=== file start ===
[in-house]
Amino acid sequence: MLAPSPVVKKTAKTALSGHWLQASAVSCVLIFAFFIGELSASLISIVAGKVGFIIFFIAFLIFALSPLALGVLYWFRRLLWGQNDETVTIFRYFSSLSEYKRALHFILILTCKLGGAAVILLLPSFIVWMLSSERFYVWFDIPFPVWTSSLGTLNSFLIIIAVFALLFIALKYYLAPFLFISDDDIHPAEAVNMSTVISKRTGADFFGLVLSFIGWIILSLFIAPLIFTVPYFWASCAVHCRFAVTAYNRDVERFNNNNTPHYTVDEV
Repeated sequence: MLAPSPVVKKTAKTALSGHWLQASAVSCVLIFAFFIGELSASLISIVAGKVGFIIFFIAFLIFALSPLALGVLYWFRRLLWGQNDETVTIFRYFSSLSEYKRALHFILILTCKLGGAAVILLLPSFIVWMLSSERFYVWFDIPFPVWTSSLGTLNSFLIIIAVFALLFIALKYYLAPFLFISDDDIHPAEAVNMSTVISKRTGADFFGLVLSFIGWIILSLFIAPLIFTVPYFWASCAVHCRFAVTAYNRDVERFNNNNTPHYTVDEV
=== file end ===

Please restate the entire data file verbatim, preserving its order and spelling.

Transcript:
[in-house]
Amino acid sequence: MLAPSPVVKKTAKTALSGHWLQASAVSCVLIFAFFIGELSASLISIVAGKVGFIIFFIAFLIFALSPLALGVLYWFRRLLWGQNDETVTIFRYFSSLSEYKRALHFILILTCKLGGAAVILLLPSFIVWMLSSERFYVWFDIPFPVWTSSLGTLNSFLIIIAVFALLFIALKYYLAPFLFISDDDIHPAEAVNMSTVISKRTGADFFGLVLSFIGWIILSLFIAPLIFTVPYFWASCAVHCRFAVTAYNRDVERFNNNNTPHYTVDEV
Repeated sequence: MLAPSPVVKKTAKTALSGHWLQASAVSCVLIFAFFIGELSASLISIVAGKVGFIIFFIAFLIFALSPLALGVLYWFRRLLWGQNDETVTIFRYFSSLSEYKRALHFILILTCKLGGAAVILLLPSFIVWMLSSERFYVWFDIPFPVWTSSLGTLNSFLIIIAVFALLFIALKYYLAPFLFISDDDIHPAEAVNMSTVISKRTGADFFGLVLSFIGWIILSLFIAPLIFTVPYFWASCAVHCRFAVTAYNRDVERFNNNNTPHYTVDEV